October 1, 2015 4:00 AM EDT

In a basement in the Jordanian capital of Amman, three young men are arguing over whose turn it is to kill their next victim. Wearing explosive vests and flak jackets over their robes, the men re-emerge with party hats, singing “Happy birthday to ISIS,” as the studio audience of Iraq’s leading online satirical news series, the Al-Basheer Show, roars with laughter.

There isn’t usually a whole lot to laugh about when it comes to the Islamic State of Iraq and Greater Syria (ISIS), the extremist group that has committed countless atrocities in its march to power—and attracted tens of thousands of foreign fighters in part by broadcasting those same atrocities. But while Western and regional governments scramble to drive back ISIS, young Arabs have found their own way to counter the group’s propaganda: comedy.

“Making fun of the enemy is the best way of defeating them,” says Ahmad al-Basheer, the 30-year-old host of his namesake show, which has racked up more than 26 million views online since it began broadcasting in April 2014. The Al-Basheer Show is one of many such parodies that have flourished in the Middle East, where millions of Muslims have grown increasingly outraged by ISIS’s theology. The ridicule comes in various forms—television shows, plays, cartoons and songs—but they share the same message: for all its claims to the contrary, ISIS is not Islamic.

Amman, Jordan at night.
Guy Martin—Panos for TIME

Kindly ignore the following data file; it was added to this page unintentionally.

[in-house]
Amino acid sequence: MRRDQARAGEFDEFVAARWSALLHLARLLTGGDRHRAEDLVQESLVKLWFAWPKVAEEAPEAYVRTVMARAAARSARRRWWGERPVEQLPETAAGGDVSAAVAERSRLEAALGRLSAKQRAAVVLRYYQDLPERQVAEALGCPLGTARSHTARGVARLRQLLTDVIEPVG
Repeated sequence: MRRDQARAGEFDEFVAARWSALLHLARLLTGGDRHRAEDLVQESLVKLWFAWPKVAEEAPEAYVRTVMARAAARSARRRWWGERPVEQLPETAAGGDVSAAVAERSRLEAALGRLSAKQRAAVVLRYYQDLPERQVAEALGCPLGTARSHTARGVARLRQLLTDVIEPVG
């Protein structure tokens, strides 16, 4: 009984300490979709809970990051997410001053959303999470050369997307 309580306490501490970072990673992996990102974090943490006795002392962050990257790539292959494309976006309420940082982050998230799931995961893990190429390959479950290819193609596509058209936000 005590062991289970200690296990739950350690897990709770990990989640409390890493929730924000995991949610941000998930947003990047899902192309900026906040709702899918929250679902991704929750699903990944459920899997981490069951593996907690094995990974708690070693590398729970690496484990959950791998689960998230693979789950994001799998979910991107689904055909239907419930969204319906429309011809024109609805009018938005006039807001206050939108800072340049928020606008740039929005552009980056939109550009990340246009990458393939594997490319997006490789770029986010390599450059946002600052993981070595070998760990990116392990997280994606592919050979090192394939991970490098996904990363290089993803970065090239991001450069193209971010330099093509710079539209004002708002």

Alhakam Turki, a 23-year-old actor and writer for the Al-Basheer Show, believes that if more people knew the real truth about ISIS, they would not join the group. In one of the show’s most popular “commercials”—a takeoff of a well-known Snickers ad—a hungry ISIS fighter decides he wants to spread peace and love. After eating a candy bar, he regains his energy and remembers his true passion is blowing up people.

Critics might argue that satirizing such horrific atrocities is inherently offensive. The cast and crew of the Al-Basheer Show disagree—as would the 500,000 to 1 million Iraqis who watch every week. They see satire as an antidote that empowers comedians and their audience. “When you laugh about something that hurts, it’s a kind of recovery,” says producer Hussam A. Hadi.

“Making comedy out of horrific events also has another effect,” says Guy Martin, who photographed the cast and crew of the Al-Basheer Show for TIME. “It diminishes and weakens. It reduces power. It suddenly makes the world’s biggest bogeymen seem fallible.”

The crew, most of whom are Iraqi refugees, have bitter experience to inspire them. Al-Basheer, a Sunni, lost his father and brother to Shi‘ite militias in the Iraqi city of Ramadi in 2011. Hadi, a Shi‘ite from Baghdad, was kidnapped by armed extremists before he fled to Amman in 2006.

Though Iraqi state TV broadcasts its own ISIS parody, Dawlat al-Khurafa (Mythical State), the Al-Basheer Show has a harder edge. As well as mocking ISIS extremists, the crew’s own experiences of violence have inspired them to lampoon the regional politicians and clerics who fuel the conflict. It’s telling that they produce the show in neighboring Jordan, fearing their safety and freedom of expression would be compromised back home, but they still receive threats.

The young refugees hope to prove that humor can be a weapon in the fight against a group that relies on inspiring fear. But while they want a better, stronger country, even the comedians find it difficult to be optimistic these days. “People tell us, ‘We laugh while watching but then cry at the end,’” says Hadi. And as long as ISIS continues its own carnival of televised and tweeted brutality, the levity offered by comedy will only be fleeting.

With reporting by Rami Nazzal in Amman, Jordan.

Guy Martin is a freelance photographer represented by Panos.

Olivier Laurent , who edited this photo essay, is the editor of TIME LightBox. Follow him on Twitter and Instagram @olivierclaurent.

Naina Bajekal is a reporter for TIME based in London. Follow her on Twitter @naina_bajekal.

Write to Naina Bajekal at naina.bajekal@time.com.

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